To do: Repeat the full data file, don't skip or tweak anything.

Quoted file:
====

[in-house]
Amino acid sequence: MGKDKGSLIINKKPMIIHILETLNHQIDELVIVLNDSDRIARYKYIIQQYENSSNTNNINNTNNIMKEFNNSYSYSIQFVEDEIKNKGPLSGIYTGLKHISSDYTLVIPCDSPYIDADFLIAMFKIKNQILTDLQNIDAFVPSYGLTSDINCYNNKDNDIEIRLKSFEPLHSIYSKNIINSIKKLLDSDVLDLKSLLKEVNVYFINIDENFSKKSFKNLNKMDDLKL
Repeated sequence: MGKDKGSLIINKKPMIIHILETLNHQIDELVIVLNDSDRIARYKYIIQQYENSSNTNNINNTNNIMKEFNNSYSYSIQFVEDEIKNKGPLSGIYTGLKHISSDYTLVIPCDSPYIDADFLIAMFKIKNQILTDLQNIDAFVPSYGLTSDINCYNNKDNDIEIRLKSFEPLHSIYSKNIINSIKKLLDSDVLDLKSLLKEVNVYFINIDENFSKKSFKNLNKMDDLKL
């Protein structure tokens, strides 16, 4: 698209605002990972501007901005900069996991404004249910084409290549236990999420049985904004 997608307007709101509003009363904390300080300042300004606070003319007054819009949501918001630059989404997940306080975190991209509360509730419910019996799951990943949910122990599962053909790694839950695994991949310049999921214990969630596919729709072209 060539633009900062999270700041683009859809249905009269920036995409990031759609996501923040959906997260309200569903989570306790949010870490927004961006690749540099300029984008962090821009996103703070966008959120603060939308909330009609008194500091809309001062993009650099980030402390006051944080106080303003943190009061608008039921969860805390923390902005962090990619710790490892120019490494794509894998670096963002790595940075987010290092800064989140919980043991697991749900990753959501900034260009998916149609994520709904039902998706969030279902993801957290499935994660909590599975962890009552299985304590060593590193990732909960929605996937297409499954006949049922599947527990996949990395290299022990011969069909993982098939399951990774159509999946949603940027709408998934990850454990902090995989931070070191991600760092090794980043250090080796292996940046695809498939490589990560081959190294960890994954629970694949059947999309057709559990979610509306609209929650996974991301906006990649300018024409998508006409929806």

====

[in-house]
Amino acid sequence: MGKDKGSLIINKKPMIIHILETLNHQIDELVIVLNDSDRIARYKYIIQQYENSSNTNNINNTNNIMKEFNNSYSYSIQFVEDEIKNKGPLSGIYTGLKHISSDYTLVIPCDSPYIDADFLIAMFKIKNQILTDLQNIDAFVPSYGLTSDINCYNNKDNDIEIRLKSFEPLHSIYSKNIINSIKKLLDSDVLDLKSLLKEVNVYFINIDENFSKKSFKNLNKMDDLKL
Repeated sequence: MGKDKGSLIINKKPMIIHILETLNHQIDELVIVLNDSDRIARYKYIIQQYENSSNTNNINNTNNIMKEFNNSYSYSIQFVEDEIKNKGPLSGIYTGLKHISSDYTLVIPCDSPYIDADFLIAMFKIKNQILTDLQNIDAFVPSYGLTSDINCYNNKDNDIEIRLKSFEPLHSIYSKNIINSIKKLLDSDVLDLKSLLKEVNVYFINIDENFSKKSFKNLNKMDDLKL
């Protein structure tokens, strides 16, 4: 698209605002990972501007901005900069996991404004249910084409290549236990999420049985904004 997608307007709101509003009363904390300080300042300004606070003319007054819009949501918001630059989404997940306080975190991209509360509730419910019996799951990943949910122990599962053909790694839950695994991949310049999921214990969630596919729709072209 060539633009900062999270700041683009859809249905009269920036995409990031759609996501923040959906997260309200569903989570306790949010870490927004961006690749540099300029984008962090821009996103703070966008959120603060939308909330009609008194500091809309001062993009650099980030402390006051944080106080303003943190009061608008039921969860805390923390902005962090990619710790490892120019490494794509894998670096963002790595940075987010290092800064989140919980043991697991749900990753959501900034260009998916149609994520709904039902998706969030279902993801957290499935994660909590599975962890009552299985304590060593590193990732909960929605996937297409499954006949049922599947527990996949990395290299022990011969069909993982098939399951990774159509999946949603940027709408998934990850454990902090995989931070070191991600760092090794980043250090080796292996940046695809498939490589990560081959190294960890994954629970694949059947999309057709559990979610509306609209929650996974991301906006990649300018024409998508006409929806």